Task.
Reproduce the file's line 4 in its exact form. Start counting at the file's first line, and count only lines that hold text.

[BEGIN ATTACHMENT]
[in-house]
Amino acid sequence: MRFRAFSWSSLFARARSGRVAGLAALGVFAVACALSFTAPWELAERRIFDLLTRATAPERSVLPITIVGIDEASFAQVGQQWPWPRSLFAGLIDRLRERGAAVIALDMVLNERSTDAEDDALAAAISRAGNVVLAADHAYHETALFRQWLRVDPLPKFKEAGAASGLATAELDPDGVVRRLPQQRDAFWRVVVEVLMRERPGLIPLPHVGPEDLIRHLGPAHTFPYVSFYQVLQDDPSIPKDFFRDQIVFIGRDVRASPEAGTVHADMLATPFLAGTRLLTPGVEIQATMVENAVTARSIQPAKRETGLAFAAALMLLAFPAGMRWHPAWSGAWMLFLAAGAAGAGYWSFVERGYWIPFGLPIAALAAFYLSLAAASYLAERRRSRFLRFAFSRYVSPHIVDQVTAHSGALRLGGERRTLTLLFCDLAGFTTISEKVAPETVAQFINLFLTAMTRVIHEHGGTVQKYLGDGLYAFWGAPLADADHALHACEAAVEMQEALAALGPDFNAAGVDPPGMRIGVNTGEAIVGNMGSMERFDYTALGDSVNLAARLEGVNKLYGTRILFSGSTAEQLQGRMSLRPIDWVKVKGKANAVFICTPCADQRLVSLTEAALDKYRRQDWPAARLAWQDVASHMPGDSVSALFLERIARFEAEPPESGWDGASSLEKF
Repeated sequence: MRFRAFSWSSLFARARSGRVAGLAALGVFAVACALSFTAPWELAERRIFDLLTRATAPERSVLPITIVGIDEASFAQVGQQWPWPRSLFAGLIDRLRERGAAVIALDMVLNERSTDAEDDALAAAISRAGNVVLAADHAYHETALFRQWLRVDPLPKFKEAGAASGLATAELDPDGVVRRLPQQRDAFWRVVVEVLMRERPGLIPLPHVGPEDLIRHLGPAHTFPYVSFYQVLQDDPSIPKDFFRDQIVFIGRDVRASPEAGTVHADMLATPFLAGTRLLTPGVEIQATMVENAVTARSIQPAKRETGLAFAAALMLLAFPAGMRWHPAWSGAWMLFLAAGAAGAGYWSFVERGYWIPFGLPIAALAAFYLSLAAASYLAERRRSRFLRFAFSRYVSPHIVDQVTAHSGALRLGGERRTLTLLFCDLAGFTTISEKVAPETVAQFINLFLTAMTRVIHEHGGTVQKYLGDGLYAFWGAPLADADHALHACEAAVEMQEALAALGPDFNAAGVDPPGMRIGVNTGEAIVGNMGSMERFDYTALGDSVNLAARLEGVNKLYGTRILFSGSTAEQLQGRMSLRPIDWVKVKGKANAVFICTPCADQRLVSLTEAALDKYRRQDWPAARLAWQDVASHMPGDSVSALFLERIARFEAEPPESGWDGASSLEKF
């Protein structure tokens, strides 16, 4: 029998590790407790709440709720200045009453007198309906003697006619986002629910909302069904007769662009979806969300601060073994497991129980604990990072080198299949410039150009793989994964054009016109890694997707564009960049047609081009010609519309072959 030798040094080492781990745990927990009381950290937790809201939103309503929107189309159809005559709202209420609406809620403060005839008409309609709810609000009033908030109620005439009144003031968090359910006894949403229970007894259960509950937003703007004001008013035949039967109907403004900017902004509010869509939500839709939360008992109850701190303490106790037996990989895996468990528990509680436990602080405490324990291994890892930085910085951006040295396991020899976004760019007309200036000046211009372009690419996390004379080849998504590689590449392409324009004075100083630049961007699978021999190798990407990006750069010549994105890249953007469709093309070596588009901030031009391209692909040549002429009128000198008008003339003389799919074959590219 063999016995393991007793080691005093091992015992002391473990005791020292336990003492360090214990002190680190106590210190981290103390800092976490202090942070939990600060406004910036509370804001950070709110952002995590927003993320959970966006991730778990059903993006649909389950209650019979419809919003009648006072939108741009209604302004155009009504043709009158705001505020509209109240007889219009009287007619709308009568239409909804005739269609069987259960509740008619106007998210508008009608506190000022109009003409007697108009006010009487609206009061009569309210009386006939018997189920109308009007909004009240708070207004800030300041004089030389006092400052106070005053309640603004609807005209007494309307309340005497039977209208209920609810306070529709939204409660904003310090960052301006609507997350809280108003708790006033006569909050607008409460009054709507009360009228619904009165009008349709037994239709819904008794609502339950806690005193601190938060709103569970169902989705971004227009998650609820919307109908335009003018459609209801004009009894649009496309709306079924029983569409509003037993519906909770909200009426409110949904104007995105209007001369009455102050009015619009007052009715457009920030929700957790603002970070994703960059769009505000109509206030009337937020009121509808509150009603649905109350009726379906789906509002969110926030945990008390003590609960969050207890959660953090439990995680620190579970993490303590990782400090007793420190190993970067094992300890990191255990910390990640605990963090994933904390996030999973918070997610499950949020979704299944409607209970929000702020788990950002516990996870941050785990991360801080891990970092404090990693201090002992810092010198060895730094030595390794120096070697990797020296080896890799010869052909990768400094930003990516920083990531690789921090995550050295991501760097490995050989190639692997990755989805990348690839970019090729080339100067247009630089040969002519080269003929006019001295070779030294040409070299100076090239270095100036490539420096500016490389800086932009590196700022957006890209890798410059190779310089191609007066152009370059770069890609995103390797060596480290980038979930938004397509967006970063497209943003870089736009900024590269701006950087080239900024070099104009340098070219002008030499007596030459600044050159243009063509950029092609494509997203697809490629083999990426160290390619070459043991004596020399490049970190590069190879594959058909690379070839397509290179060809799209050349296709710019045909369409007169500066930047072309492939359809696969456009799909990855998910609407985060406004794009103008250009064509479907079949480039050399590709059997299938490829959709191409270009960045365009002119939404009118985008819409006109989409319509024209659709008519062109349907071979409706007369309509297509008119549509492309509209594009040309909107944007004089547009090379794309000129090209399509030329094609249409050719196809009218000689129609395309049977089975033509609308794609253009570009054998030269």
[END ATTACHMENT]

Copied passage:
């Protein structure tokens, strides 16, 4: 029998590790407790709440709720200045009453007198309906003697006619986002629910909302069904007769662009979806969300601060073994497991129980604990990072080198299949410039150009793989994964054009016109890694997707564009960049047609081009010609519309072959 030798040094080492781990745990927990009381950290937790809201939103309503929107189309159809005559709202209420609406809620403060005839008409309609709810609000009033908030109620005439009144003031968090359910006894949403229970007894259960509950937003703007004001008013035949039967109907403004900017902004509010869509939500839709939360008992109850701190303490106790037996990989895996468990528990509680436990602080405490324990291994890892930085910085951006040295396991020899976004760019007309200036000046211009372009690419996390004379080849998504590689590449392409324009004075100083630049961007699978021999190798990407990006750069010549994105890249953007469709093309070596588009901030031009391209692909040549002429009128000198008008003339003389799919074959590219 063999016995393991007793080691005093091992015992002391473990005791020292336990003492360090214990002190680190106590210190981290103390800092976490202090942070939990600060406004910036509370804001950070709110952002995590927003993320959970966006991730778990059903993006649909389950209650019979419809919003009648006072939108741009209604302004155009009504043709009158705001505020509209109240007889219009009287007619709308009568239409909804005739269609069987259960509740008619106007998210508008009608506190000022109009003409007697108009006010009487609206009061009569309210009386006939018997189920109308009007909004009240708070207004800030300041004089030389006092400052106070005053309640603004609807005209007494309307309340005497039977209208209920609810306070529709939204409660904003310090960052301006609507997350809280108003708790006033006569909050607008409460009054709507009360009228619904009165009008349709037994239709819904008794609502339950806690005193601190938060709103569970169902989705971004227009998650609820919307109908335009003018459609209801004009009894649009496309709306079924029983569409509003037993519906909770909200009426409110949904104007995105209007001369009455102050009015619009007052009715457009920030929700957790603002970070994703960059769009505000109509206030009337937020009121509808509150009603649905109350009726379906789906509002969110926030945990008390003590609960969050207890959660953090439990995680620190579970993490303590990782400090007793420190190993970067094992300890990191255990910390990640605990963090994933904390996030999973918070997610499950949020979704299944409607209970929000702020788990950002516990996870941050785990991360801080891990970092404090990693201090002992810092010198060895730094030595390794120096070697990797020296080896890799010869052909990768400094930003990516920083990531690789921090995550050295991501760097490995050989190639692997990755989805990348690839970019090729080339100067247009630089040969002519080269003929006019001295070779030294040409070299100076090239270095100036490539420096500016490389800086932009590196700022957006890209890798410059190779310089191609007066152009370059770069890609995103390797060596480290980038979930938004397509967006970063497209943003870089736009900024590269701006950087080239900024070099104009340098070219002008030499007596030459600044050159243009063509950029092609494509997203697809490629083999990426160290390619070459043991004596020399490049970190590069190879594959058909690379070839397509290179060809799209050349296709710019045909369409007169500066930047072309492939359809696969456009799909990855998910609407985060406004794009103008250009064509479907079949480039050399590709059997299938490829959709191409270009960045365009002119939404009118985008819409006109989409319509024209659709008519062109349907071979409706007369309509297509008119549509492309509209594009040309909107944007004089547009090379794309000129090209399509030329094609249409050719196809009218000689129609395309049977089975033509609308794609253009570009054998030269």